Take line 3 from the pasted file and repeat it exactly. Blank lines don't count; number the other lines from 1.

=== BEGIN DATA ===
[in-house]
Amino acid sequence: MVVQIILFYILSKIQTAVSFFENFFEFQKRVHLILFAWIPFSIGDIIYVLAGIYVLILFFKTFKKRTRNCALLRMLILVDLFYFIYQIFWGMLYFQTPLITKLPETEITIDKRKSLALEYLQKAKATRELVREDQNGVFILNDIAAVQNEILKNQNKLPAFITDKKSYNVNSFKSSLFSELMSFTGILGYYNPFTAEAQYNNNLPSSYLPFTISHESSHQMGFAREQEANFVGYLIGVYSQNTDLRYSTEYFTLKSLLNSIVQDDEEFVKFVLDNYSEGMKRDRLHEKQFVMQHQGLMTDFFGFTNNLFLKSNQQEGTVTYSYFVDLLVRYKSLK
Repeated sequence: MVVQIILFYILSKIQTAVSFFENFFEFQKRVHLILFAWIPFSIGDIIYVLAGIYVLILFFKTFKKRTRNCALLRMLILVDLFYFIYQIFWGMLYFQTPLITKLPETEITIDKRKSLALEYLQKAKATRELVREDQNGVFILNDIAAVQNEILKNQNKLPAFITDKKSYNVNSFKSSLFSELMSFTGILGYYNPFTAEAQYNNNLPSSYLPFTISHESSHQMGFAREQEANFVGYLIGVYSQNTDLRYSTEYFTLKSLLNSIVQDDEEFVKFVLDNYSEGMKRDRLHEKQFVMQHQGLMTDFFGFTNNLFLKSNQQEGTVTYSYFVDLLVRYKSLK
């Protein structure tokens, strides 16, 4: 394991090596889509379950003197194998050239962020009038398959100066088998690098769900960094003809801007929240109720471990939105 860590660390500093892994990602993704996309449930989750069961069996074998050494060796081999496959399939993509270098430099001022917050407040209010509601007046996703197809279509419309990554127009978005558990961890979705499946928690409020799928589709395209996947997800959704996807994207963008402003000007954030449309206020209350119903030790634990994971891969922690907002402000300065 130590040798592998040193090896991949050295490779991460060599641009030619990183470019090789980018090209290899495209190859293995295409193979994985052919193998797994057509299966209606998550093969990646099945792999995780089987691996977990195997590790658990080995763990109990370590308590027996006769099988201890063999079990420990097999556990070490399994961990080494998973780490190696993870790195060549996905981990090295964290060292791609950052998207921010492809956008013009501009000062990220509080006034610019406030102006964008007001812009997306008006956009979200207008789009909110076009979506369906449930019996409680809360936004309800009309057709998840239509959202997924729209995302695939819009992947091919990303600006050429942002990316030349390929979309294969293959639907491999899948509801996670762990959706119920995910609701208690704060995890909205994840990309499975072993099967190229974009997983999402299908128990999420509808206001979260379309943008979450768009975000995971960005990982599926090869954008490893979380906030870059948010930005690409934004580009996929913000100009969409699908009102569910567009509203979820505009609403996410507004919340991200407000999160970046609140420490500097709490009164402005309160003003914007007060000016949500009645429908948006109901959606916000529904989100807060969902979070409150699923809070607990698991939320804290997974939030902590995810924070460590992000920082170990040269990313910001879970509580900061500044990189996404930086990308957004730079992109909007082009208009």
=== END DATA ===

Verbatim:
Repeated sequence: MVVQIILFYILSKIQTAVSFFENFFEFQKRVHLILFAWIPFSIGDIIYVLAGIYVLILFFKTFKKRTRNCALLRMLILVDLFYFIYQIFWGMLYFQTPLITKLPETEITIDKRKSLALEYLQKAKATRELVREDQNGVFILNDIAAVQNEILKNQNKLPAFITDKKSYNVNSFKSSLFSELMSFTGILGYYNPFTAEAQYNNNLPSSYLPFTISHESSHQMGFAREQEANFVGYLIGVYSQNTDLRYSTEYFTLKSLLNSIVQDDEEFVKFVLDNYSEGMKRDRLHEKQFVMQHQGLMTDFFGFTNNLFLKSNQQEGTVTYSYFVDLLVRYKSLK